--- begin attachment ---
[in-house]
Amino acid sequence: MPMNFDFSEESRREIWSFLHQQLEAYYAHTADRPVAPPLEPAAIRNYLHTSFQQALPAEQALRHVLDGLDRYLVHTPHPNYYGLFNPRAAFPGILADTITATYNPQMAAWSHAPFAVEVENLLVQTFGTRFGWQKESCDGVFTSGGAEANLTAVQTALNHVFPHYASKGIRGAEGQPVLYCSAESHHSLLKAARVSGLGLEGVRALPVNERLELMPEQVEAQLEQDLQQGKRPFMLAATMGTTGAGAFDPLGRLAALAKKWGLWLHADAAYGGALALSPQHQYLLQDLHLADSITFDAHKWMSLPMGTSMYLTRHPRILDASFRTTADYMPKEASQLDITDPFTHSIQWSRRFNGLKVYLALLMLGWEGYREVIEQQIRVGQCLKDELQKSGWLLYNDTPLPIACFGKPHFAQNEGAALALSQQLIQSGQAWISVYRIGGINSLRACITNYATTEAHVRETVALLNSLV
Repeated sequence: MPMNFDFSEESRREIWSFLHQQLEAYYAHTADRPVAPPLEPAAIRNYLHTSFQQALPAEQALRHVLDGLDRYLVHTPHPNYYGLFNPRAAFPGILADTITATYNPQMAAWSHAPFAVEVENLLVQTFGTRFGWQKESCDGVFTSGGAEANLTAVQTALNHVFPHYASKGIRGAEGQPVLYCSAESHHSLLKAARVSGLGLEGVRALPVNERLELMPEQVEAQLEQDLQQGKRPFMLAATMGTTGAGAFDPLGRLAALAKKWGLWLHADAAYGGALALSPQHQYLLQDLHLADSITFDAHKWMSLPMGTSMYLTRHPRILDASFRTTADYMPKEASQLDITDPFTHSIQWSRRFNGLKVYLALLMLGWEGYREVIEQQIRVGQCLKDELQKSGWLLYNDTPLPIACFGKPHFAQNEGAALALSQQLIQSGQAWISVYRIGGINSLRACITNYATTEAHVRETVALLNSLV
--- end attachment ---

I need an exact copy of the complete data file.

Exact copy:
[in-house]
Amino acid sequence: MPMNFDFSEESRREIWSFLHQQLEAYYAHTADRPVAPPLEPAAIRNYLHTSFQQALPAEQALRHVLDGLDRYLVHTPHPNYYGLFNPRAAFPGILADTITATYNPQMAAWSHAPFAVEVENLLVQTFGTRFGWQKESCDGVFTSGGAEANLTAVQTALNHVFPHYASKGIRGAEGQPVLYCSAESHHSLLKAARVSGLGLEGVRALPVNERLELMPEQVEAQLEQDLQQGKRPFMLAATMGTTGAGAFDPLGRLAALAKKWGLWLHADAAYGGALALSPQHQYLLQDLHLADSITFDAHKWMSLPMGTSMYLTRHPRILDASFRTTADYMPKEASQLDITDPFTHSIQWSRRFNGLKVYLALLMLGWEGYREVIEQQIRVGQCLKDELQKSGWLLYNDTPLPIACFGKPHFAQNEGAALALSQQLIQSGQAWISVYRIGGINSLRACITNYATTEAHVRETVALLNSLV
Repeated sequence: MPMNFDFSEESRREIWSFLHQQLEAYYAHTADRPVAPPLEPAAIRNYLHTSFQQALPAEQALRHVLDGLDRYLVHTPHPNYYGLFNPRAAFPGILADTITATYNPQMAAWSHAPFAVEVENLLVQTFGTRFGWQKESCDGVFTSGGAEANLTAVQTALNHVFPHYASKGIRGAEGQPVLYCSAESHHSLLKAARVSGLGLEGVRALPVNERLELMPEQVEAQLEQDLQQGKRPFMLAATMGTTGAGAFDPLGRLAALAKKWGLWLHADAAYGGALALSPQHQYLLQDLHLADSITFDAHKWMSLPMGTSMYLTRHPRILDASFRTTADYMPKEASQLDITDPFTHSIQWSRRFNGLKVYLALLMLGWEGYREVIEQQIRVGQCLKDELQKSGWLLYNDTPLPIACFGKPHFAQNEGAALALSQQLIQSGQAWISVYRIGGINSLRACITNYATTEAHVRETVALLNSLV